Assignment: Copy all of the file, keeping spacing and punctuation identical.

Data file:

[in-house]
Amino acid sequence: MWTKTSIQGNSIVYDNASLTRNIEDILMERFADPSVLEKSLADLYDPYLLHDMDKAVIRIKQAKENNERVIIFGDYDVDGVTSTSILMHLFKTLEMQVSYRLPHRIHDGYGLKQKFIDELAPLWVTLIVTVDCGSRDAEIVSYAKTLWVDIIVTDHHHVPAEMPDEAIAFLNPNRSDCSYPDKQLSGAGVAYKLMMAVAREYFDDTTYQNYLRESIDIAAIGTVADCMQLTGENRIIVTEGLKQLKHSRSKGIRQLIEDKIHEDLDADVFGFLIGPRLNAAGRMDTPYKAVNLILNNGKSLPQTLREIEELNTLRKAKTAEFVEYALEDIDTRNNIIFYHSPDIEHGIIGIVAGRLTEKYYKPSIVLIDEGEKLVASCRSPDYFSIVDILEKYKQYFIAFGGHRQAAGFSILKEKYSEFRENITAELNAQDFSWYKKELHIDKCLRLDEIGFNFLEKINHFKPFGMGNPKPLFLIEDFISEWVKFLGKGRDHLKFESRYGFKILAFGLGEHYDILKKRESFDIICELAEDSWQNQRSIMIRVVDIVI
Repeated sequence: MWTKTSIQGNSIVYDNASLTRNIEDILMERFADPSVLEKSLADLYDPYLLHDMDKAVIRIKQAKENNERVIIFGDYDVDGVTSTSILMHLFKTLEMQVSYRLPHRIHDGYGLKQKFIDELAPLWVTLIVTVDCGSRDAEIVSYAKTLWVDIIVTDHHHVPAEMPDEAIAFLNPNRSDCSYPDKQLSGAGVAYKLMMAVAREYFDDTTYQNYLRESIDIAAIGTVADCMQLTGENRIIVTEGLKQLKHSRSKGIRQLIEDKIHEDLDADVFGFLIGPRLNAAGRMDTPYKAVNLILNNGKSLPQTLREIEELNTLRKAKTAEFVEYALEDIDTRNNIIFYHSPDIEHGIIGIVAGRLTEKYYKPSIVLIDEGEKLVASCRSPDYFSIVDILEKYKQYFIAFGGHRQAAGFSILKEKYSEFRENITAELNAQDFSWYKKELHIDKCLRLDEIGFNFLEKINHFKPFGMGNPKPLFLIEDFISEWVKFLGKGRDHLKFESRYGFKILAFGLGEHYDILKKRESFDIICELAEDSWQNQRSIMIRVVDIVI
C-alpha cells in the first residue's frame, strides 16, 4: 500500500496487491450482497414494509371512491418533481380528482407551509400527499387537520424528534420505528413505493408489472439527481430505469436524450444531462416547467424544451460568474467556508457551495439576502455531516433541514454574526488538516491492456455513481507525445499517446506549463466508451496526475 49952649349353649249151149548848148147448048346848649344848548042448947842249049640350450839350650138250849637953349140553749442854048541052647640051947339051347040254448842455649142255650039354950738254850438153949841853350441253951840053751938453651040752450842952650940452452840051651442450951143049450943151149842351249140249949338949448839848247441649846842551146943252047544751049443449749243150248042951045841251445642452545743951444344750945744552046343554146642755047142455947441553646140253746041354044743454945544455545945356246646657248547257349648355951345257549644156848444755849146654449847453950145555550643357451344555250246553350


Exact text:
[in-house]
Amino acid sequence: MWTKTSIQGNSIVYDNASLTRNIEDILMERFADPSVLEKSLADLYDPYLLHDMDKAVIRIKQAKENNERVIIFGDYDVDGVTSTSILMHLFKTLEMQVSYRLPHRIHDGYGLKQKFIDELAPLWVTLIVTVDCGSRDAEIVSYAKTLWVDIIVTDHHHVPAEMPDEAIAFLNPNRSDCSYPDKQLSGAGVAYKLMMAVAREYFDDTTYQNYLRESIDIAAIGTVADCMQLTGENRIIVTEGLKQLKHSRSKGIRQLIEDKIHEDLDADVFGFLIGPRLNAAGRMDTPYKAVNLILNNGKSLPQTLREIEELNTLRKAKTAEFVEYALEDIDTRNNIIFYHSPDIEHGIIGIVAGRLTEKYYKPSIVLIDEGEKLVASCRSPDYFSIVDILEKYKQYFIAFGGHRQAAGFSILKEKYSEFRENITAELNAQDFSWYKKELHIDKCLRLDEIGFNFLEKINHFKPFGMGNPKPLFLIEDFISEWVKFLGKGRDHLKFESRYGFKILAFGLGEHYDILKKRESFDIICELAEDSWQNQRSIMIRVVDIVI
Repeated sequence: MWTKTSIQGNSIVYDNASLTRNIEDILMERFADPSVLEKSLADLYDPYLLHDMDKAVIRIKQAKENNERVIIFGDYDVDGVTSTSILMHLFKTLEMQVSYRLPHRIHDGYGLKQKFIDELAPLWVTLIVTVDCGSRDAEIVSYAKTLWVDIIVTDHHHVPAEMPDEAIAFLNPNRSDCSYPDKQLSGAGVAYKLMMAVAREYFDDTTYQNYLRESIDIAAIGTVADCMQLTGENRIIVTEGLKQLKHSRSKGIRQLIEDKIHEDLDADVFGFLIGPRLNAAGRMDTPYKAVNLILNNGKSLPQTLREIEELNTLRKAKTAEFVEYALEDIDTRNNIIFYHSPDIEHGIIGIVAGRLTEKYYKPSIVLIDEGEKLVASCRSPDYFSIVDILEKYKQYFIAFGGHRQAAGFSILKEKYSEFRENITAELNAQDFSWYKKELHIDKCLRLDEIGFNFLEKINHFKPFGMGNPKPLFLIEDFISEWVKFLGKGRDHLKFESRYGFKILAFGLGEHYDILKKRESFDIICELAEDSWQNQRSIMIRVVDIVI
C-alpha cells in the first residue's frame, strides 16, 4: 500500500496487491450482497414494509371512491418533481380528482407551509400527499387537520424528534420505528413505493408489472439527481430505469436524450444531462416547467424544451460568474467556508457551495439576502455531516433541514454574526488538516491492456455513481507525445499517446506549463466508451496526475 49952649349353649249151149548848148147448048346848649344848548042448947842249049640350450839350650138250849637953349140553749442854048541052647640051947339051347040254448842455649142255650039354950738254850438153949841853350441253951840053751938453651040752450842952650940452452840051651442450951143049450943151149842351249140249949338949448839848247441649846842551146943252047544751049443449749243150248042951045841251445642452545743951444344750945744552046343554146642755047142455947441553646140253746041354044743454945544455545945356246646657248547257349648355951345257549644156848444755849146654449847453950145555550643357451344555250246553350